- The Internet has no owner and rules and standards are established by consensus. An Intranet is completely controlled and owned by the company within which it is located.
Why Use an Intranet?
The following reasons have contributed to the enormous growth in the use of Intranets:
- The technologies used within Intranets are very similar to those of the Internet. This makes it possible to transfer all the skills and software which have been developed for the Internet into this domain
- Users who already work with the Internet find the tools and software used on Intranets familiar
- The browser ‘front end’ is becoming the standard means of presenting data and many older applications are being re-written to meet this standard. For example, the use of IE4 in Windows 98 for displaying local, networked and world located files
- The cost and complexity of developing Intranets is usually less than that required for other types of network application. This is partly due to the wide availability of tools and technologies and also to the speed and simplicity of developing HTML applications
- Applications that have been developed for an Intranet can easily be adapted and expanded for use on the Internet. Information that is useful to employees may often be of interest to customers and information produced on the Intranet can rapidly be published on an Internet site if desired. This reduces the load on the Webmaster
- Intranets allow organizations to exploit information and knowledge such as documents and personal data
- Intranets may be used to reduce the amount of paper required in business procedures
Uses of an Intranet
The nature of the content on an Internet site is designed to attract customers and generate business for the company. Intranets are focused on sharing information within the company. Possible uses for an Intranet include:
- ensuring that up-to-date information is available for all employees
- linking to existing database and order processing systems to provide browser-based information for employees
- company telephone lists
- the staff restaurant menu
- a suggestion box for company policies
- new product information
As with the Internet, somebody must take responsibility for updating, removing and adding information. Intranets are only of value if they are accurate and up to date.
An organization can only derive the full benefit from an Intranet if an information sharing culture exists within that organization. In addition, users may require training both in Internet technology and in site organization and use.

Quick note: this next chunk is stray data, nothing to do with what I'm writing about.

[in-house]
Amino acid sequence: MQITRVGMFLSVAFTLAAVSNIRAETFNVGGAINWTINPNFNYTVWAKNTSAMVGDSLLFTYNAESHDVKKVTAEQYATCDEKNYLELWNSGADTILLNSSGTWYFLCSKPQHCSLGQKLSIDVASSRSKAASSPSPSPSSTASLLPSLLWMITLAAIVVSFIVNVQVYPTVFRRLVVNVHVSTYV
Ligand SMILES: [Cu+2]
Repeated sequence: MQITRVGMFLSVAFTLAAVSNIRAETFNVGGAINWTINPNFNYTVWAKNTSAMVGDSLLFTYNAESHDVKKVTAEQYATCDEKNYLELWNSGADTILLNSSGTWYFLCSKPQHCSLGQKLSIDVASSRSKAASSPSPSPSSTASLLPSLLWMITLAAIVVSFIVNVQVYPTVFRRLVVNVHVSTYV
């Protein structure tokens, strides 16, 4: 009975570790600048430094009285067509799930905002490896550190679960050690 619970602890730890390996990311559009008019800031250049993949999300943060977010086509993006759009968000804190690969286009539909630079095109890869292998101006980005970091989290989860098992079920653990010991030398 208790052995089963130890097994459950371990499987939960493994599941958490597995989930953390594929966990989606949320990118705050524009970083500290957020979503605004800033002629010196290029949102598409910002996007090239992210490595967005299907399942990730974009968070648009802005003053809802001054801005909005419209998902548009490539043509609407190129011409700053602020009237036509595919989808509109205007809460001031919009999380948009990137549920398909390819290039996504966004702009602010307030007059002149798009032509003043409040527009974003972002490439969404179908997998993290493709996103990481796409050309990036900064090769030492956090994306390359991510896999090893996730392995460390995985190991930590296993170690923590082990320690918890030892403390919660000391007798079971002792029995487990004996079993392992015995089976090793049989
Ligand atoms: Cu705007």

An Extranet is a collaborative network that uses Internet technology to link businesses with their suppliers, customers, or other businesses that share common goals. An Extranet may involve a private connection between two Intranets, or may be part of a company’s Intranet that is made accessible to authorized companies. The shared information can have various levels of accessibility to outsiders; for example, only collaborating parties should see financial information, while less sensitive information may be more widely accessible.
Like Intranet applications, those used on Extranets often integrate with existing inventory, production control and order processing applications. Examples of Extranet applications include:
- Paper-less transactions between customers and their suppliers. This was previously available to larger companies through Electronic Data Interchange (EDI), but the cost put it outside the reach of most companies
- Private newsgroups that co-operating companies use to share experiences and ideas
- Collaboration with other companies in joint development projects
- Training programs or other educational material that companies share
- Shared product catalogs accessible only to wholesalers or those "in the trade"
- Project management and control for companies that are part of a common work project
Extranets can provide a valuable means of improving relations with partners, customers and suppliers.
The term "Extranet" gives a name to a phenomenon that already existed informally in various inter-company GroupWare products. An Extranet usually necessitates security measures to prevent competitors from accessing sensitive information.
The security and privacy required for Extranets can be ensured through the use of a number of techniques, including:
- using transmission lines which are privately owned or leased
- tunneling through the Internet; for example, Point to Point Tunneling Protocol (PPTP) or Layer 2 Tunneling Protocol (L2TP), or creating a Virtual Private Network (VPN)
- using authentication with username and password
- using the Internet with encryption
- using digital signatures and certificates
- implementing firewalls; for example, blocking or allowing specific connections based on IP address